The labor participation rate has declined dramatically since the Great Recession. But after the 2001 recession, it never really recovered.
Thanks to James Pethokoukis for drawing my attention to the chart above. It shows the civilian labor force participation rate from 2000-present. The labor participation rate has been a sort of "third number" when U.S. jobs data comes out each month. The other two are the headline unemployment rate — now at 8.1 percent — and the level of U.S. economic growth, measured as GDP, which came in at only 1.3 percent for the second quarter. That's troublingly low.
And what about labor participation? It's at levels not seen since the early 1980s. A couple of factors are contributing. First, unemployment is high and job creation is weak; this means that workers are out of the labor force, either drawing or having exhausted unemployment benefits. Second, people are retiring as the first wave of the Baby Boom collects its gold watch.
As you can see from the chart, labor force participation has fallen off a cliff since the 2008 recession. However, bear in mind that it also fell after the 2001 recession — and never recovered. In fact, it continued a downward trend until 2005, at which point it climbed back up a bit, then fell a bit, before slamming into the Financial Crisis.
So Americans haven't just started giving up on working. They've been doing it for more than a decade.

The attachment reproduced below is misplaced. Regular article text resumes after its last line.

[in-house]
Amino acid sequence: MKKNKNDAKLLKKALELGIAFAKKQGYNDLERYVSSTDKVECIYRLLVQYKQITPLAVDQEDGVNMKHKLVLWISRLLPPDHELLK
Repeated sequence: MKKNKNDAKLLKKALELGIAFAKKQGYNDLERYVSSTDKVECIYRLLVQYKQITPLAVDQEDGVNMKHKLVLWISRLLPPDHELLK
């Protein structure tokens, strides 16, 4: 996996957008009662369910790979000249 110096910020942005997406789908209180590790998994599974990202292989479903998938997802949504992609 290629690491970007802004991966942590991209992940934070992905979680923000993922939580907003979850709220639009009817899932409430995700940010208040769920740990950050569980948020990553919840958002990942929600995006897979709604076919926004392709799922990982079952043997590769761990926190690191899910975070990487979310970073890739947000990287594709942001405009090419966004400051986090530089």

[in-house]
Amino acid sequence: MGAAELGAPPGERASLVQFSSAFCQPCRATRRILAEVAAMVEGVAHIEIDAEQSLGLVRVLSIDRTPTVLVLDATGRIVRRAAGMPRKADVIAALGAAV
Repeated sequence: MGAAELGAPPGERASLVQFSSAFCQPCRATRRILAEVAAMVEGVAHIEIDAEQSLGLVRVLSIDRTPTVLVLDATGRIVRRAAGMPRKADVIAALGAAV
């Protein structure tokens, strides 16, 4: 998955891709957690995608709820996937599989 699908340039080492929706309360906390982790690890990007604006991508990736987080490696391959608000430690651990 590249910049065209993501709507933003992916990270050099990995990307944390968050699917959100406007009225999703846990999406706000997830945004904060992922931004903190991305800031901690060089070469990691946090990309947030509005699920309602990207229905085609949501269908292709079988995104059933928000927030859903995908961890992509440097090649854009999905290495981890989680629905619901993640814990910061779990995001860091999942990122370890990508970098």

The upward trend originally began in the mid-1960s and continued more or less steadily for decades, peaking after the recession of the early 1990s. Women entering the workforce over a generation or so contributed to this — bringing more than half the population, previous not officially working, into the workforce will do that.
In California, we should be paying extra-close attention to this trend, because we're both in the throes of it — and defying it, somewhat. Our unemployment rate, at 10.6 percent, is far higher than the nation's. But we're adding jobs a faster clip than the U.S., and we have have a real job magnet in the tech industry. So as a state we could buck the national trend. Eventually.
At the Huffington Post last month, Mark Gongloff took a shot at explaining why the trend of Americans giving up on work is hard to explain.
There could be good reasons, such as returning to school to acquire new skills.
There could be bad reasons, such as despair.
And there could be good-bad reasons, such as people retiring early because they just don't think the economy has anything for them anymore.
We can be sure of one thing. Few economists expect the U.S. economy to grow at a pace greater than 5 percent in 2013. So the question of why Americans have stopped working could be with us for a while.